Reviewed on 2010 March 14
Completely novel, relatively gore-free Canadian entree into the zombie genre, done with wit and leavened with a few funny bits that don’t undermine the creepiness. The unique thing about it is I can give you a fair indicator if it’ll be your thing it without spoiling anything. If you liked the original H. G. Wells broadcast of War of the Worlds, or if listening to Tool’s “Faaip de Oaid” alone at night makes you jumpy, you’ll probably enjoy this.
Grant Mazzy (Stephen McHattie) is a shock jock with an attitude and a melted-butter voice, trying to acclimate himself to the morning drive slot at a small AM station in Pontypool. With his black hat and craggy face and personality, Mazzy would seem more at home at a larger anything-goes type of station, or pulling a graveyard shift that would make Art Bell’s show look normal. He does his best to work within the confines of his new audience, reeling himself in for the sake of producer Sydney Briar (Lisa Houle). He’s very generous with the scotch in his morning coffee as he contemplates a career of reading school closings, until an eerie news story comes over the wire. Apparently a riot is ensuing in their small town: hundreds of people are pouring into a doctor’s office and acting crazy.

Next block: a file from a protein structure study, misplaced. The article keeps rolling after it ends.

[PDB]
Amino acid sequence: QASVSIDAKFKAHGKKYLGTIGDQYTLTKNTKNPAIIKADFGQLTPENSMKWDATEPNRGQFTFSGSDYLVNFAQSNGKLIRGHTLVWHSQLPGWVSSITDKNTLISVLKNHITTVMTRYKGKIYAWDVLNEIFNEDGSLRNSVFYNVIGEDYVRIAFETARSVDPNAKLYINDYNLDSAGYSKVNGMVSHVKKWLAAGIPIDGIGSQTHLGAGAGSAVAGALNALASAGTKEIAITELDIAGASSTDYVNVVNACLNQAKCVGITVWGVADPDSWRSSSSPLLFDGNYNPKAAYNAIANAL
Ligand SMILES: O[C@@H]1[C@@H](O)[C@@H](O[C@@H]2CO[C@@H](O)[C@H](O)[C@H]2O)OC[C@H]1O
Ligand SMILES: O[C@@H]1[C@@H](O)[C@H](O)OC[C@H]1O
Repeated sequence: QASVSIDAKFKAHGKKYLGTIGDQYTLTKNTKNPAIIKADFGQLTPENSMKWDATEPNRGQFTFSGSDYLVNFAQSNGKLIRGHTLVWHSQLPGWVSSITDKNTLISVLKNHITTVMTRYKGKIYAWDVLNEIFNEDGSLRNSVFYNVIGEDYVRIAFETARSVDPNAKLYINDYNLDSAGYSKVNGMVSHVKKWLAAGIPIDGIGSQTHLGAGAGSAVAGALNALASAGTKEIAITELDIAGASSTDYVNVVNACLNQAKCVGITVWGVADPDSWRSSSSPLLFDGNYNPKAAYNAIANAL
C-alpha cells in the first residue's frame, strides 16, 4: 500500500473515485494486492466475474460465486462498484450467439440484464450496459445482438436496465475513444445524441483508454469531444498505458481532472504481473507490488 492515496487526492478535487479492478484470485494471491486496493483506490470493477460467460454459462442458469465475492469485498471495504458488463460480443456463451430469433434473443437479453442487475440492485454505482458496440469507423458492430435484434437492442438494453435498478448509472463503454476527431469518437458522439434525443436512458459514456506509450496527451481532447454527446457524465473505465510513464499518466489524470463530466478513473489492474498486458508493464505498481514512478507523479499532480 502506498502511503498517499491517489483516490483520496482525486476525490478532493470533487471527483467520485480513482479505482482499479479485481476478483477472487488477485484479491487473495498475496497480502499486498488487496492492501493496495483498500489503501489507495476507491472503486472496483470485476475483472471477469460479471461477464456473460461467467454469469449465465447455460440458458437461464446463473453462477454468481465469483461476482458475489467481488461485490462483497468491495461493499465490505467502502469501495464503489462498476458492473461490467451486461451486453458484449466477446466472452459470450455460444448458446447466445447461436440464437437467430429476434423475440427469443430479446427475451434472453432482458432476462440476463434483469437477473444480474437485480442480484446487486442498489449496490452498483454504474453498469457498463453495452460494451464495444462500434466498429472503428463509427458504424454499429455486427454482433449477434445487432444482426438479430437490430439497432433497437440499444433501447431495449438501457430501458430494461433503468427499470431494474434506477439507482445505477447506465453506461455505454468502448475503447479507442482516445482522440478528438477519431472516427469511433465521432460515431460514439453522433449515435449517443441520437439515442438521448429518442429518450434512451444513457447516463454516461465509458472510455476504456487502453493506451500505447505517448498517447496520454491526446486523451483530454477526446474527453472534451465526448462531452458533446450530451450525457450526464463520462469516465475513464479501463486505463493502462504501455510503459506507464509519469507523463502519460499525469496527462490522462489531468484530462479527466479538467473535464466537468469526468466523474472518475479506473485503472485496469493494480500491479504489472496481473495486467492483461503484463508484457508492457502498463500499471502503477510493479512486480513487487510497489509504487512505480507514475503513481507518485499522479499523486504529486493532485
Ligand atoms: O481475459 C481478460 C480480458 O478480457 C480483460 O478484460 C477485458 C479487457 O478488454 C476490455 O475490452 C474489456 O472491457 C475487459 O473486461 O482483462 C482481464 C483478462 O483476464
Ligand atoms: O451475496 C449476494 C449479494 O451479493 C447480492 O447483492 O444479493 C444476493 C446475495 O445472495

Some people want a lot of gore in their horror movies. There’s an art to that too, but if that’s what you’re looking for you won’t find it here. This is a an offbeat, claustrophobic little number, with the bulk of the action taking place in the radio station and seemingly filmed on something smaller than a lot of wedding budgets (I say that in admiration, not as a complaint or anything). I found it more creepy than scary, but I should also point out that since Mr. Shukti wanted to see it we just sat down and watched it in the afternoon. Since I like my sleep perhaps that’s better than if I’d screened it alone at night.
Three chocolate morsels, and watch the credits. To the very end.